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Re: It sorta followed me home. OT

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Ultradog MN

10-19-2012 16:04:26

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Thank you for these posts. I read them both - twice, and learned a lot from them.
It sounds like he found a little jewell.
That's got to brighten anyone's heart.
I'm surprised to learn that the main engine does not share oil and coolant with the pony. I just always assumed they did. Start up the pony, let it pump up the oil in the main engine, warm the coolant a little and assist in the start of the main motor that way.
I'm sure you are right though. I remember Dennis Oneil was a friend of my dad's.
He ran a D7 or D8 and dug a lot of basements for my dad who was a carpenter. I remember riding with him several times for an hour or two. That's maybe when I figured out (erroneously) that the engines shared fluids.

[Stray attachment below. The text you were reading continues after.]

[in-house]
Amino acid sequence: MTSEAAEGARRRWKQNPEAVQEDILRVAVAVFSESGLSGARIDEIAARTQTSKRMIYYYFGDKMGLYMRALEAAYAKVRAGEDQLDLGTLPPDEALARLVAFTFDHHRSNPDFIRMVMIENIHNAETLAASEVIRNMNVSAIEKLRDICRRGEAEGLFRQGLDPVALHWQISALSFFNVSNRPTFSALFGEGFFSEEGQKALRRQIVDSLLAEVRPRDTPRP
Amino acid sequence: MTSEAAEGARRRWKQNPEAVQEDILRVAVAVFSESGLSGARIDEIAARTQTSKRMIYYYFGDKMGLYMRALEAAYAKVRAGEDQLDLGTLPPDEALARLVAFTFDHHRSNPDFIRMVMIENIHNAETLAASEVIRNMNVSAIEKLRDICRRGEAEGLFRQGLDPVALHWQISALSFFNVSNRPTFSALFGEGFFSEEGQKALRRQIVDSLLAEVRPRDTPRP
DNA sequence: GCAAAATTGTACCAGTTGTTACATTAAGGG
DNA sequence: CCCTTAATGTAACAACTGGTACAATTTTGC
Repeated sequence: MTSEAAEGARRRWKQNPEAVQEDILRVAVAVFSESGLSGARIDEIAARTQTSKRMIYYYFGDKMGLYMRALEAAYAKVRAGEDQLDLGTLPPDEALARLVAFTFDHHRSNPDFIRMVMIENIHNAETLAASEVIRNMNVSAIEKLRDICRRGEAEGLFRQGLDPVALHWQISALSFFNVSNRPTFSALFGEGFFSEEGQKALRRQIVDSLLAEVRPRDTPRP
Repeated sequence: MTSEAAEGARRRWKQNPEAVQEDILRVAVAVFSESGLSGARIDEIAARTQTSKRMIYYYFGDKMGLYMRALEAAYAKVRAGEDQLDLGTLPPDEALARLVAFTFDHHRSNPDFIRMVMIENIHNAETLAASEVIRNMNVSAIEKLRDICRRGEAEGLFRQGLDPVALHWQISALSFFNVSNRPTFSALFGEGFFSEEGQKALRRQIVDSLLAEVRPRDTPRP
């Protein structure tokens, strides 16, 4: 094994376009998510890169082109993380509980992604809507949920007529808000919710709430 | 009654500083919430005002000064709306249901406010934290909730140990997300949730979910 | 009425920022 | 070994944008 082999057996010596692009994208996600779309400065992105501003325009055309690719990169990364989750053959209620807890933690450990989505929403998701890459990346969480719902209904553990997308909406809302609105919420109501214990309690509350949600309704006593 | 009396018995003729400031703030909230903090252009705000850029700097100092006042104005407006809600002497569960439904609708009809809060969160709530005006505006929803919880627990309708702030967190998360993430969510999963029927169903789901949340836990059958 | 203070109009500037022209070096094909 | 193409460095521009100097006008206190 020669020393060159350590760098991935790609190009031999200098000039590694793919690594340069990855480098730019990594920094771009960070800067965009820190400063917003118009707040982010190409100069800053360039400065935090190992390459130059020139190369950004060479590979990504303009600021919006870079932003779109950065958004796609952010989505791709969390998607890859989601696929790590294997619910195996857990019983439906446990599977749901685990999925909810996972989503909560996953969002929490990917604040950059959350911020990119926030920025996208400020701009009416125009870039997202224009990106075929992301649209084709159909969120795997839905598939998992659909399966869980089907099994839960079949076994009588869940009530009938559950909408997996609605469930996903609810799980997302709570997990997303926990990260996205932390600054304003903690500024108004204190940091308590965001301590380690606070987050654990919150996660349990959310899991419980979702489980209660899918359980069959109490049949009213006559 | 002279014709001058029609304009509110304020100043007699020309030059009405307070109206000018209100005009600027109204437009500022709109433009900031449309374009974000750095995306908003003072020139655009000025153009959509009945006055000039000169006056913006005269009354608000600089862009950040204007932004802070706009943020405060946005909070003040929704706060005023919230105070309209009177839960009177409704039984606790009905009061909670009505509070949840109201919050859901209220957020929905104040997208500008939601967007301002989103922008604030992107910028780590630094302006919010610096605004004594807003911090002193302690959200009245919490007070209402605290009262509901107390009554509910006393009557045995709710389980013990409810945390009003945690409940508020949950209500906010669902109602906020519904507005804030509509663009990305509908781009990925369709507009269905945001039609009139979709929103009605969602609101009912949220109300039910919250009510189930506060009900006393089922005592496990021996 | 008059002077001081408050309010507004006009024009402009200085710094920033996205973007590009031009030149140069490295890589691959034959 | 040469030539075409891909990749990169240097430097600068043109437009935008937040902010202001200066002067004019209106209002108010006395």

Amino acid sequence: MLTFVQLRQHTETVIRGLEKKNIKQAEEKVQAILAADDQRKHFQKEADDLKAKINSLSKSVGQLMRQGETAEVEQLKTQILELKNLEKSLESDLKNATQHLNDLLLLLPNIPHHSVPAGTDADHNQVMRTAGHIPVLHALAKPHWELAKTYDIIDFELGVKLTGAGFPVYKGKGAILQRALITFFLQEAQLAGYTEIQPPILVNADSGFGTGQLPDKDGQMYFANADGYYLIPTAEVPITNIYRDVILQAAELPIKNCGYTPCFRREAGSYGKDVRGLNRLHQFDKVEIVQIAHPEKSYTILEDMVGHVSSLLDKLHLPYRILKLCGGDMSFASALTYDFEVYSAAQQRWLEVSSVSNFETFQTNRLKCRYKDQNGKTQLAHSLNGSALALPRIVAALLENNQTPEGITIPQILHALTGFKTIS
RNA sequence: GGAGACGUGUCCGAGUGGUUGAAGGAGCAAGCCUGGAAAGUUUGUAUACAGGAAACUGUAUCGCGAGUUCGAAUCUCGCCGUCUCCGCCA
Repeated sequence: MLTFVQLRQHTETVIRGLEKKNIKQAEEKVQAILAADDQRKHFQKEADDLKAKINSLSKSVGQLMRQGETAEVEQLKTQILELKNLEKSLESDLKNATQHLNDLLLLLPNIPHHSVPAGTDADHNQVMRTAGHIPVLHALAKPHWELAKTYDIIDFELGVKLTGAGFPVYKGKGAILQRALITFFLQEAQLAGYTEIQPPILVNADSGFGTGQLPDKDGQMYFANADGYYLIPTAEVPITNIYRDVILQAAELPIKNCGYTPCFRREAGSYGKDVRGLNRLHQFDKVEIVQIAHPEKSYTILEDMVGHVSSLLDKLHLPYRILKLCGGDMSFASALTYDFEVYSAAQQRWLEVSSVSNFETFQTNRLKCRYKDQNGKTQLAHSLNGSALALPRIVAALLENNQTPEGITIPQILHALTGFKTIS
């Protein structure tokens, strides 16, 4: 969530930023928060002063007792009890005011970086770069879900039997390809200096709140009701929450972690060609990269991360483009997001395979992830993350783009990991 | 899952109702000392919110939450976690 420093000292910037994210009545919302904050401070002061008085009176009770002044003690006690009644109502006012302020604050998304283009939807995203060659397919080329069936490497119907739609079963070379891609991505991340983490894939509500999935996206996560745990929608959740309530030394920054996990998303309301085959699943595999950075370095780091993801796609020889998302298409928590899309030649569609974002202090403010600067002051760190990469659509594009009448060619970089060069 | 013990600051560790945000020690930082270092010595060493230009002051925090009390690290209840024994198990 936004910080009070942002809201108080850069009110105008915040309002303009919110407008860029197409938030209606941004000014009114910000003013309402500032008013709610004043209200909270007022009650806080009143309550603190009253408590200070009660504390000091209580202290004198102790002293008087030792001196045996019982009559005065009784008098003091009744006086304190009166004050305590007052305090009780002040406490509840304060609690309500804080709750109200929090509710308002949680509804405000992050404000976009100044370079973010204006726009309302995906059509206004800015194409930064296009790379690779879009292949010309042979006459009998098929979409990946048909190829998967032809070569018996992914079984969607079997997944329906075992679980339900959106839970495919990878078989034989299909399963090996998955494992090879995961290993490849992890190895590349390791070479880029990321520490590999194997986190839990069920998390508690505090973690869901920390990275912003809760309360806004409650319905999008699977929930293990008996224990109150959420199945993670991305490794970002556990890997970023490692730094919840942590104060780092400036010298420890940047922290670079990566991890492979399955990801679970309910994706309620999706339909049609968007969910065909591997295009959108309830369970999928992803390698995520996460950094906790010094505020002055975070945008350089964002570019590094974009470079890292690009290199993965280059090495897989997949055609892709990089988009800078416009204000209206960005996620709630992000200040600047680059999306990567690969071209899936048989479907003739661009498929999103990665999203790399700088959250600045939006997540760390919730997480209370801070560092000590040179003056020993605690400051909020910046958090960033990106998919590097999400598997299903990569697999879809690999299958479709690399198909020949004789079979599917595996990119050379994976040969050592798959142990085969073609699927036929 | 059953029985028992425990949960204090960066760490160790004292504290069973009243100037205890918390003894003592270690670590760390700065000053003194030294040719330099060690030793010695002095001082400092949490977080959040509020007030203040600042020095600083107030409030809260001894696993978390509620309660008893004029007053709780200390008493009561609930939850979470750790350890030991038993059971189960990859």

I had about a 1962 955H for a few years but the pony had been removed and replaced with an electric starter.
The sad part about owning a dozer is you can't just take one out for spin like you can a rubber tired job
I'd be happy to see more of this machine and follow it's progress - especially now that I know what you found.

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Check Break

10-19-2012 23:39:00

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 Re: It sorta followed me home. OT in reply to Ultradog MN, 10-19-2012 16:04:26  
Quoting Removed, click Modern View to see

The pony motor's engine oil is separate from the main engine but they share the same coolant.

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Billy NY